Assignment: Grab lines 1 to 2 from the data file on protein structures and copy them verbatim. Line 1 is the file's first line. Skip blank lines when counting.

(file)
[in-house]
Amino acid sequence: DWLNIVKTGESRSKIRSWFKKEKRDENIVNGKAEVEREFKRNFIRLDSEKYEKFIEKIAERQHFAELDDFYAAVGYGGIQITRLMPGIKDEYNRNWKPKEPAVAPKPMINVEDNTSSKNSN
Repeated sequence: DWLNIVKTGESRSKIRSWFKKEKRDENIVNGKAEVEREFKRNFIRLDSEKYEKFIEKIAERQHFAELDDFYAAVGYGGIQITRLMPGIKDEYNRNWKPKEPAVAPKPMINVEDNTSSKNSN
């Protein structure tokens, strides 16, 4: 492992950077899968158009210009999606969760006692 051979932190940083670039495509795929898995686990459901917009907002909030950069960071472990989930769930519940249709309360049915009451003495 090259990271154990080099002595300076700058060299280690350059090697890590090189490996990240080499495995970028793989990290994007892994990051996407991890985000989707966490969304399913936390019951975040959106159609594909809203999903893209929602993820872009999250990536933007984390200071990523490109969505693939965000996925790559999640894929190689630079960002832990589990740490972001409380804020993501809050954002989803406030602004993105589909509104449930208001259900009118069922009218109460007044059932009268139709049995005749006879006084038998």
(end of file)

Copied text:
[in-house]
Amino acid sequence: DWLNIVKTGESRSKIRSWFKKEKRDENIVNGKAEVEREFKRNFIRLDSEKYEKFIEKIAERQHFAELDDFYAAVGYGGIQITRLMPGIKDEYNRNWKPKEPAVAPKPMINVEDNTSSKNSN